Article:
5. Paste following code to the Dockerfile and save the changes.

    FROM node:6-alpine
    ADD . /app
    RUN cd /app; npm install
    ENV NODE_ENV production
    ENV PORT 8080
    EXPOSE 8080
    WORKDIR "/app"
    CMD [ "npm", "start" ]
  6. Install a Docker engine if you don’t have one.

  7. Determine whether you have the Docker engine running: docker version.

    You must check your installation if you get following error:

    ERRO[0005] failed to dial gRPC: cannot connect to the Docker daemon. Is 'docker daemon' running on this host?: dial unix /var/run/docker.sock: connect: no such file or directory context canceled
  8. Find your container registry namespace by running: ibmcloud cr namespaces.

  9. If you don’t have a namespace, create one using: ibmcloud cr namespace-add <name>.

  10. Identify your Container Registry by running: ibmcloud cr info (for example,

  11. Build and tag (-t) the Docker image by running the following command and replacing REGISTRY and NAMESPACE with the appropriate values.

    docker build . -t <REGISTRY>/<NAMESPACE>/myapp:v1.0.0` (Example: `docker build . -t`)
  12. Push the docker image to your Container Registry on IBM Cloud: docker push <REGISTRY>/<NAMESPACE>/myapp:v1.0.0.

  13. Create a Kubernetes cluster (for more details, see Creating a Kubernetes cluster in IBM Cloud). Choose Cluster Type – Free, give a unique name to the cluster, and click Create Cluster.


    It will take some time. It is ready to use if you see following:


  14. Follow the instructions in the Access tab to set up your kubectl CLI.

  15. Make sure that you are in your working directory: cd assistant-simple.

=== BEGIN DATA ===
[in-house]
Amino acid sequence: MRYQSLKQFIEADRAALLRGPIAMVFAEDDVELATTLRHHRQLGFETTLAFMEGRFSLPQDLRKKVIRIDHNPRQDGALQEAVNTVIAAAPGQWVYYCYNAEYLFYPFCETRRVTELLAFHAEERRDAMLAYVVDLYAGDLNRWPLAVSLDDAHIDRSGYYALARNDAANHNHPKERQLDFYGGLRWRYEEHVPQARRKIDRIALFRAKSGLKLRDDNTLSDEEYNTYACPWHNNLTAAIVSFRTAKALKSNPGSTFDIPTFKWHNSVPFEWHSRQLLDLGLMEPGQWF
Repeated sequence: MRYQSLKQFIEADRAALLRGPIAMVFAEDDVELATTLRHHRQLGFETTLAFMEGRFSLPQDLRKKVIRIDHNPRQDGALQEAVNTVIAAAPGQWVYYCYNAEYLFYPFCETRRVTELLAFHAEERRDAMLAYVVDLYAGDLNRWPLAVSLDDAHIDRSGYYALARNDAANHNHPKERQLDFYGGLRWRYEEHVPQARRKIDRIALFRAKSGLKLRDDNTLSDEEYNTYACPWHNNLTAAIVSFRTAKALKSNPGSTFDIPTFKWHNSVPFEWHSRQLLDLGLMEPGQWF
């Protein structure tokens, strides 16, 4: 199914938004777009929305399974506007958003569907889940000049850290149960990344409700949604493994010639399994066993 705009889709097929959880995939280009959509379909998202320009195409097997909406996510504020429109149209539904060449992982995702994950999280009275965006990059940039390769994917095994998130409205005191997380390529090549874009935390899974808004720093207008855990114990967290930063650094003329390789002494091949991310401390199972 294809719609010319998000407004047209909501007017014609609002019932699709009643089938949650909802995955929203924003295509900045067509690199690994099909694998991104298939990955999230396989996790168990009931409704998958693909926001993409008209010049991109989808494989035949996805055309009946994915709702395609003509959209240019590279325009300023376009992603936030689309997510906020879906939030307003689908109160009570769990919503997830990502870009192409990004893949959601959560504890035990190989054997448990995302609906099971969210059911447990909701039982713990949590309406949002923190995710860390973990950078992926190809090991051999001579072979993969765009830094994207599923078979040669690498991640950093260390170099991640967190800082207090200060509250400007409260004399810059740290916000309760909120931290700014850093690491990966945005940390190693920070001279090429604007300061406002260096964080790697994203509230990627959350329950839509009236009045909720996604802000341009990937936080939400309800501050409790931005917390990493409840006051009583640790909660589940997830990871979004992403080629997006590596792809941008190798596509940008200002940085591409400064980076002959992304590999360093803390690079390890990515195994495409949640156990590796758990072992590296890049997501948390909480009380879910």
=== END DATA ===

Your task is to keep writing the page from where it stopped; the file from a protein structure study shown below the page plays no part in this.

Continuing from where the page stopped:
16. Create a folder called kubernetes: mkdir kubernetes.

  17. Create a deployment.yaml file: vi deployment.yaml, and copy and paste following code:

    Note : You must replace the name of your Watson Assistant app in the deployment.yaml file if you are using a different Watson Assistant app.

    # Update <REGISTRY> <NAMESPACE> values before use
    apiVersion: apps/v1
    kind: Deployment
    name: assistant-simple
      app: assistant-simple
    replicas: 1
        app: assistant-simple
          app: assistant-simple
        - name: assistant-simple
          image: <REGISTRY>/<NAMESPACE>/myapp:v1.0.0
          - containerPort: 8080
          imagePullPolicy: Always
  18. Create a deployment: kubectl create -f kubernetes/deployment.yaml.

  19. Create a service by using the Worker IP and NodePort: kubectl expose deployment assistant-simple --type NodePort --port 8080 --target-port 8080.

    Note Use your Watson Assistant app name instead of assistant-simple if you are using a different Watson Assistant app.

Access the application

  1. Verify that the status of pod is RUNNING: kubectl get pods -l app=assistant-simple.

    Note Use your Watson Assistant app name instead of assistant-simple if you are using a different Watson Assistant app.

    It should look like:

    NAME                                READY     STATUS    RESTARTS   AGE
    assistant-simple-58b5f4688f-twztt   1/1       Running   0          2m
  2. Access your chatbot application:

    1. Identify your Worker Public IP using ibmcloud cs workers YOUR_CLUSTER_NAME.
    2. Identify the Node Port using kubectl describe service assistant-simple.

      Note Use your Watson Assistant app name instead of assistant-simple if you are using a different Watson Assistant app.

    3. Access your application at http://<WORKER-PUBLIC-IP>:<NODE-PORT>/.

Clean up

Use the following command to clean up.

kubectl delete deployment,service -l app=assistant-simple


This tutorial walked you through the process of deploying a chatbot in the IBM Cloud Kubernetes Service environment. By combining Watson Assistant and the IBM Cloud Kubernetes Service, you can have 24/7 customer engagement for your teams. I recommend that you scale your Watson service application and make it more reliable by using at least three worker nodes in the IBM Cloud Kubernetes Service environment. I started with one, but having the extra nodes means that the app could handle the fluctuations in traffic. Starting from the beginning with high availability in mind is important.